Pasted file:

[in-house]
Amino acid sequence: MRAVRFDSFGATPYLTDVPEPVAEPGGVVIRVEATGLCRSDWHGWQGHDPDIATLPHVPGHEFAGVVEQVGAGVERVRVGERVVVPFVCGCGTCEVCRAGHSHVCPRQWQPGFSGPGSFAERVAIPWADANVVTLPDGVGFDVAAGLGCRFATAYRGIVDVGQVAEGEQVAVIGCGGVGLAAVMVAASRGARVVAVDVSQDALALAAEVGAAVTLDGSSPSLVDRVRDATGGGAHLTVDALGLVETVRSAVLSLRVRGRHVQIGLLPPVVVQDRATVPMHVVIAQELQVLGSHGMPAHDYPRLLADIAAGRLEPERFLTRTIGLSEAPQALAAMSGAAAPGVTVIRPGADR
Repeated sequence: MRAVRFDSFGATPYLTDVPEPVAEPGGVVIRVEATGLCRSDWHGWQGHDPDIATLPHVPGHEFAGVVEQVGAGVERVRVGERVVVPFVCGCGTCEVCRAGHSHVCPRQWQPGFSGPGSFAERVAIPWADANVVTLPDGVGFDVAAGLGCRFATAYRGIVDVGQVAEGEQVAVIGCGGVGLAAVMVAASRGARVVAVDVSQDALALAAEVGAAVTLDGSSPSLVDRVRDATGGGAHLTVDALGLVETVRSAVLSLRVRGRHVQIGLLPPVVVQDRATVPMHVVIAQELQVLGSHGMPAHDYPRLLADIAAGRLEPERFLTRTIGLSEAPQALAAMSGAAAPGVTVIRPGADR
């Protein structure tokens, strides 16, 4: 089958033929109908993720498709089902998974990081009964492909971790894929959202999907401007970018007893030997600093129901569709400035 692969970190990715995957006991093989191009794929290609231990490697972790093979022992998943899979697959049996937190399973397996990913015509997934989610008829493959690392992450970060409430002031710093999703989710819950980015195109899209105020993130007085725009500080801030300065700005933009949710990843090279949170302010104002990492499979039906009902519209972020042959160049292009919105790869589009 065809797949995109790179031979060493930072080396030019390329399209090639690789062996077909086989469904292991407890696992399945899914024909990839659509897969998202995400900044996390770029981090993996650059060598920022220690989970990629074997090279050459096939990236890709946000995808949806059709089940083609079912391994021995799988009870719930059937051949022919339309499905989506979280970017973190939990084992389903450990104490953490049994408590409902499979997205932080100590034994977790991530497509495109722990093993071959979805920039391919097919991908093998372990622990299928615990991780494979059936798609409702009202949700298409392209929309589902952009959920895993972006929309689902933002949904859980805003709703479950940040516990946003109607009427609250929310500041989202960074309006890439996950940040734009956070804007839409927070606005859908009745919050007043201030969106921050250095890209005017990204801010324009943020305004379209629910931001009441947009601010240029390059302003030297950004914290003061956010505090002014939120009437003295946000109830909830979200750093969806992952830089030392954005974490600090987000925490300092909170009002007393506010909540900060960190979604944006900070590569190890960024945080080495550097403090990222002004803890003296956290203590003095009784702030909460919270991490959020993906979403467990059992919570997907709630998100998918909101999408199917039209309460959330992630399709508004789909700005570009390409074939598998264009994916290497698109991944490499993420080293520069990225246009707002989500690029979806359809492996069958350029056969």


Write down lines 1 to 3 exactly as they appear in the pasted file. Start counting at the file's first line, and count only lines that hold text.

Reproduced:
[in-house]
Amino acid sequence: MRAVRFDSFGATPYLTDVPEPVAEPGGVVIRVEATGLCRSDWHGWQGHDPDIATLPHVPGHEFAGVVEQVGAGVERVRVGERVVVPFVCGCGTCEVCRAGHSHVCPRQWQPGFSGPGSFAERVAIPWADANVVTLPDGVGFDVAAGLGCRFATAYRGIVDVGQVAEGEQVAVIGCGGVGLAAVMVAASRGARVVAVDVSQDALALAAEVGAAVTLDGSSPSLVDRVRDATGGGAHLTVDALGLVETVRSAVLSLRVRGRHVQIGLLPPVVVQDRATVPMHVVIAQELQVLGSHGMPAHDYPRLLADIAAGRLEPERFLTRTIGLSEAPQALAAMSGAAAPGVTVIRPGADR
Repeated sequence: MRAVRFDSFGATPYLTDVPEPVAEPGGVVIRVEATGLCRSDWHGWQGHDPDIATLPHVPGHEFAGVVEQVGAGVERVRVGERVVVPFVCGCGTCEVCRAGHSHVCPRQWQPGFSGPGSFAERVAIPWADANVVTLPDGVGFDVAAGLGCRFATAYRGIVDVGQVAEGEQVAVIGCGGVGLAAVMVAASRGARVVAVDVSQDALALAAEVGAAVTLDGSSPSLVDRVRDATGGGAHLTVDALGLVETVRSAVLSLRVRGRHVQIGLLPPVVVQDRATVPMHVVIAQELQVLGSHGMPAHDYPRLLADIAAGRLEPERFLTRTIGLSEAPQALAAMSGAAAPGVTVIRPGADR